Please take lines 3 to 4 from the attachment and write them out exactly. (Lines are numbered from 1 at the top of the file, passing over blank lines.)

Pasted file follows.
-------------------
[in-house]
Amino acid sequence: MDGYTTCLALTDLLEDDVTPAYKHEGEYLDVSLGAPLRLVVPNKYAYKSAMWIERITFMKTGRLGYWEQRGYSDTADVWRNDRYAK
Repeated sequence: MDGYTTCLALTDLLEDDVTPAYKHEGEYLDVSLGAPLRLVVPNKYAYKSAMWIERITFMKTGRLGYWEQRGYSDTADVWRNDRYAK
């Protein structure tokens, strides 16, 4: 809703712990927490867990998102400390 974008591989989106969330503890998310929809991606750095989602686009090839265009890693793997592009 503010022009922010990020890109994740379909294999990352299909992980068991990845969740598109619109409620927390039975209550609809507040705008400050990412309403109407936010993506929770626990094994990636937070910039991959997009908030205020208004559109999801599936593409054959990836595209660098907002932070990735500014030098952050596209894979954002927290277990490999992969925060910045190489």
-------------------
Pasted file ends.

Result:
Repeated sequence: MDGYTTCLALTDLLEDDVTPAYKHEGEYLDVSLGAPLRLVVPNKYAYKSAMWIERITFMKTGRLGYWEQRGYSDTADVWRNDRYAK
């Protein structure tokens, strides 16, 4: 809703712990927490867990998102400390 974008591989989106969330503890998310929809991606750095989602686009090839265009890693793997592009 503010022009922010990020890109994740379909294999990352299909992980068991990845969740598109619109409620927390039975209550609809507040705008400050990412309403109407936010993506929770626990094994990636937070910039991959997009908030205020208004559109999801599936593409054959990836595209660098907002932070990735500014030098952050596209894979954002927290277990490999992969925060910045190489």